Bullying videos: Report it, don't share it

Join us, and The Sun, for our #BlockTheBullying campaign and pledge to report bullying videos on social media platforms

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Sometimes we come across things we'd rather not see. If that's a video of a child being hurt, it can difficult to know what to do.

You might think posting or sharing it can raise awareness, but this can have a devastating effect on children.

Commenting, liking or sharing bullying videos hurts the person being bullied and the people who watch them. 

We're asking you to help us keep children safe. Don't share it - Report it and help us #BlockTheBullying.


Make the pledge

Pledge to report bullying content to the social media provider and help us keep children safe. Report it, don't share it.

Pledge to #BlockTheBullying

3 reasons why reporting is better than sharing

Children can move on from bullying

Experimenting and making mistakes is a part of growing up. But if it's captured online, it creates a digital footprint and mistakes will follow a young person into later life. Young people should have the right to remove this content from the internet and shape their own identity. Reporting to the social network may help them to do this.

Helps to keep all children safe online

You can't control who looks at a video that's been shared. Young people tell us that viewing violent content is distressing and causes anxiety, and it's also one of their biggest concerns online. It's important that this content is not available for young people.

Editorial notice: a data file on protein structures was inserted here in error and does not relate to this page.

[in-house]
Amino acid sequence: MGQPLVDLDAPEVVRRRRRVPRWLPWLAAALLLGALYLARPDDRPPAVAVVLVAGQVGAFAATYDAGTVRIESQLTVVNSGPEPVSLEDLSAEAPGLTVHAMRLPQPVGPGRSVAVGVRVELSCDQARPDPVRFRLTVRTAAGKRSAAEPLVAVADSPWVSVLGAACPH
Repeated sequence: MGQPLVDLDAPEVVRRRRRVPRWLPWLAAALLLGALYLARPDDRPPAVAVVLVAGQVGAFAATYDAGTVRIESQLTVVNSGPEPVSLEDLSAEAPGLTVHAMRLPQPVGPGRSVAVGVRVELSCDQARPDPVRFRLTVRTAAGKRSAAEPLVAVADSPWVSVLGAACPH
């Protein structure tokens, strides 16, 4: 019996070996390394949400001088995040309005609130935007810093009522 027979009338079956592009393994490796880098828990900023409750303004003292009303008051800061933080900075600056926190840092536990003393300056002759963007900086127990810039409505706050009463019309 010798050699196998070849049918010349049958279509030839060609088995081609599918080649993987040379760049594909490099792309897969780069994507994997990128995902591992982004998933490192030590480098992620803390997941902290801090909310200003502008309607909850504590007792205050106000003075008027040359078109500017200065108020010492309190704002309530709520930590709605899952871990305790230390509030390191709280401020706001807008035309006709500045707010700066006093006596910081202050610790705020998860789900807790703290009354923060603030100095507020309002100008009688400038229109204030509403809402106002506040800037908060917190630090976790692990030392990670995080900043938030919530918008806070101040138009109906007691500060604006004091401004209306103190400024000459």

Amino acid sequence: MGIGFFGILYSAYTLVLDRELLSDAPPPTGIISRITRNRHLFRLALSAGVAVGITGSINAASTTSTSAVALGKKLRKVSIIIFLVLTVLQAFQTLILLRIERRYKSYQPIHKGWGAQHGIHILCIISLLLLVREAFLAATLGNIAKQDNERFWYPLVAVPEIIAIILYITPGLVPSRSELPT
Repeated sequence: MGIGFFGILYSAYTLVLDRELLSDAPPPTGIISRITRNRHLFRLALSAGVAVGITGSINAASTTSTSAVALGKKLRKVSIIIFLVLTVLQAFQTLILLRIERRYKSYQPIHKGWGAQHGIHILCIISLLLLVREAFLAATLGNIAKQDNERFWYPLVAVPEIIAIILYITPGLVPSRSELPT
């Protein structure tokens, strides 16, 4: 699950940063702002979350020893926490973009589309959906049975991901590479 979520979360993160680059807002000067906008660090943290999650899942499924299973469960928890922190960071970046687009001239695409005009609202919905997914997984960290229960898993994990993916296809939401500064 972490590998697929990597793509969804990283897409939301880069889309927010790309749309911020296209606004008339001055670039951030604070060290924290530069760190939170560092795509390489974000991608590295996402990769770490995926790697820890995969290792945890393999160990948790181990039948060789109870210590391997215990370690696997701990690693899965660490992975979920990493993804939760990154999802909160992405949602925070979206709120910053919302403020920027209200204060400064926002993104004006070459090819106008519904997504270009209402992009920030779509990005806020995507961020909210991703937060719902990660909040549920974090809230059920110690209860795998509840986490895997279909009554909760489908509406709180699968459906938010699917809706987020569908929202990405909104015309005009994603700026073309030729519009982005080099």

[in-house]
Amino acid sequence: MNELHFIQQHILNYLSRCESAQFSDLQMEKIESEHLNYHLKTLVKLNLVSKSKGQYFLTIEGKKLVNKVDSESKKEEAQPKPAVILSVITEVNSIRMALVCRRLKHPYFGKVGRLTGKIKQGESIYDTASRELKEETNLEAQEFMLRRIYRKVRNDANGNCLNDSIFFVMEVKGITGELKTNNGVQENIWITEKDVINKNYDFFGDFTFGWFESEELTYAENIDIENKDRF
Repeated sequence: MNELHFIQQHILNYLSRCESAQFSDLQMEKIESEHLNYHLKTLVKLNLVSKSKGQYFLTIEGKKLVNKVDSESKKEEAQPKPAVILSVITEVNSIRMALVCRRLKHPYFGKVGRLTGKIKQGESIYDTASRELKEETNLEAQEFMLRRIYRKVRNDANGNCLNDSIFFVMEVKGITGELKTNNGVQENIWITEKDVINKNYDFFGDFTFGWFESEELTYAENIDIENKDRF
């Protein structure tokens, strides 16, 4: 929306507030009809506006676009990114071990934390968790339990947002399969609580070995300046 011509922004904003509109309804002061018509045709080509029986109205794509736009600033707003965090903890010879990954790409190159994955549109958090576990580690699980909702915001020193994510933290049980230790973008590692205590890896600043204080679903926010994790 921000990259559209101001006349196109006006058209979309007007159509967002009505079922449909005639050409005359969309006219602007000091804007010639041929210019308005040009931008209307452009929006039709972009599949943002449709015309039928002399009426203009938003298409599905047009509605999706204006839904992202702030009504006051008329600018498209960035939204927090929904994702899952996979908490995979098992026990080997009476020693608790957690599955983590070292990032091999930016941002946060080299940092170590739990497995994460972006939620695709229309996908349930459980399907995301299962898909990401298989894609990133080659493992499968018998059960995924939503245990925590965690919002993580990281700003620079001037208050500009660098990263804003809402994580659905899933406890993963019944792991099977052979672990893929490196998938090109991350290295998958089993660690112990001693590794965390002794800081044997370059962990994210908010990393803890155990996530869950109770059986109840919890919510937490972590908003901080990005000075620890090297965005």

Reporting protects the child

It can be distressing and humiliating for a young person to have evidence of their abuse shared over the internet. It forces them to relive their experience and may result in them being bullied by other people online. Removing a video protects the young person from this experience.

How to report a video or image

Facebook doesn't allow photos or videos of physical bullying uploaded to shame the person who's been hurt. To report a video on Facebook:

  • click on the video
  • hover over it and click options when it appears in the bottom-right corner
  • click report video
  • select why you are reporting the video

Read more on reporting images and videos on Facebook.

If you see a video on Instagram that shows a child being physically bullied you can report it through the app or online:

  • click on the three dots in the top right corner
  • click report
  • choose your reason for reporting from the list given.

Get more advice on reporting images and videos on Instagram

To report an abusive Tweet on Twitter:

  • open the tweet by clicking on it
  • click on the three dots in the top right corner
  • click report
  • choose your reason for reporting from the list given.

Or you can report abusive or harassing behaviour on their online form. You'll need to provide a url to the Tweet and the username of the person who has shared the video.

To report a violent video on YouTube you need to have a YouTube account.

To report by mobile: